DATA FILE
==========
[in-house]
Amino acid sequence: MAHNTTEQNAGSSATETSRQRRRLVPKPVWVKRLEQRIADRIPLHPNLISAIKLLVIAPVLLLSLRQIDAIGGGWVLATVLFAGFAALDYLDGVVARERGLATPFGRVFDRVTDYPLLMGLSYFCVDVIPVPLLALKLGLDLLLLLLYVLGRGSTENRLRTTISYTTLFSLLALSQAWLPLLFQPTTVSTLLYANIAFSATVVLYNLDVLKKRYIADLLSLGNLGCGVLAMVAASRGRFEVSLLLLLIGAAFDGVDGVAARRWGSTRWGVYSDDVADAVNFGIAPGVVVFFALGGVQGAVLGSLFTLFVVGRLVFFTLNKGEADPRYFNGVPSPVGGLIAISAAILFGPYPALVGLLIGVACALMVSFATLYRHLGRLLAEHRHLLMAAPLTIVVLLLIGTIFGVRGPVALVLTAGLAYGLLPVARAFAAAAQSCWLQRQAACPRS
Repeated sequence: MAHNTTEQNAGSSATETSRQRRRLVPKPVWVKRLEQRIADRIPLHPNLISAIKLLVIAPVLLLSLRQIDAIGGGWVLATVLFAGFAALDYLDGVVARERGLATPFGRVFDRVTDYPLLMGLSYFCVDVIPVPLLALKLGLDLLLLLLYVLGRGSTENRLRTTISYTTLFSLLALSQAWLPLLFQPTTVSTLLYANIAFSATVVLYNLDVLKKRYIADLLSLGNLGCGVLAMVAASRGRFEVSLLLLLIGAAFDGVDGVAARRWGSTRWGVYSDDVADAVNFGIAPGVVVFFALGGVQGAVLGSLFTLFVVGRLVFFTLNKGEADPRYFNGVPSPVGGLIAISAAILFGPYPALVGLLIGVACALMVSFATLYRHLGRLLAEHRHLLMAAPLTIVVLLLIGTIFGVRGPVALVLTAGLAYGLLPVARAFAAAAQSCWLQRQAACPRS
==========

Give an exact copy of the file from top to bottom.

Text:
[in-house]
Amino acid sequence: MAHNTTEQNAGSSATETSRQRRRLVPKPVWVKRLEQRIADRIPLHPNLISAIKLLVIAPVLLLSLRQIDAIGGGWVLATVLFAGFAALDYLDGVVARERGLATPFGRVFDRVTDYPLLMGLSYFCVDVIPVPLLALKLGLDLLLLLLYVLGRGSTENRLRTTISYTTLFSLLALSQAWLPLLFQPTTVSTLLYANIAFSATVVLYNLDVLKKRYIADLLSLGNLGCGVLAMVAASRGRFEVSLLLLLIGAAFDGVDGVAARRWGSTRWGVYSDDVADAVNFGIAPGVVVFFALGGVQGAVLGSLFTLFVVGRLVFFTLNKGEADPRYFNGVPSPVGGLIAISAAILFGPYPALVGLLIGVACALMVSFATLYRHLGRLLAEHRHLLMAAPLTIVVLLLIGTIFGVRGPVALVLTAGLAYGLLPVARAFAAAAQSCWLQRQAACPRS
Repeated sequence: MAHNTTEQNAGSSATETSRQRRRLVPKPVWVKRLEQRIADRIPLHPNLISAIKLLVIAPVLLLSLRQIDAIGGGWVLATVLFAGFAALDYLDGVVARERGLATPFGRVFDRVTDYPLLMGLSYFCVDVIPVPLLALKLGLDLLLLLLYVLGRGSTENRLRTTISYTTLFSLLALSQAWLPLLFQPTTVSTLLYANIAFSATVVLYNLDVLKKRYIADLLSLGNLGCGVLAMVAASRGRFEVSLLLLLIGAAFDGVDGVAARRWGSTRWGVYSDDVADAVNFGIAPGVVVFFALGGVQGAVLGSLFTLFVVGRLVFFTLNKGEADPRYFNGVPSPVGGLIAISAAILFGPYPALVGLLIGVACALMVSFATLYRHLGRLLAEHRHLLMAAPLTIVVLLLIGTIFGVRGPVALVLTAGLAYGLLPVARAFAAAAQSCWLQRQAACPRS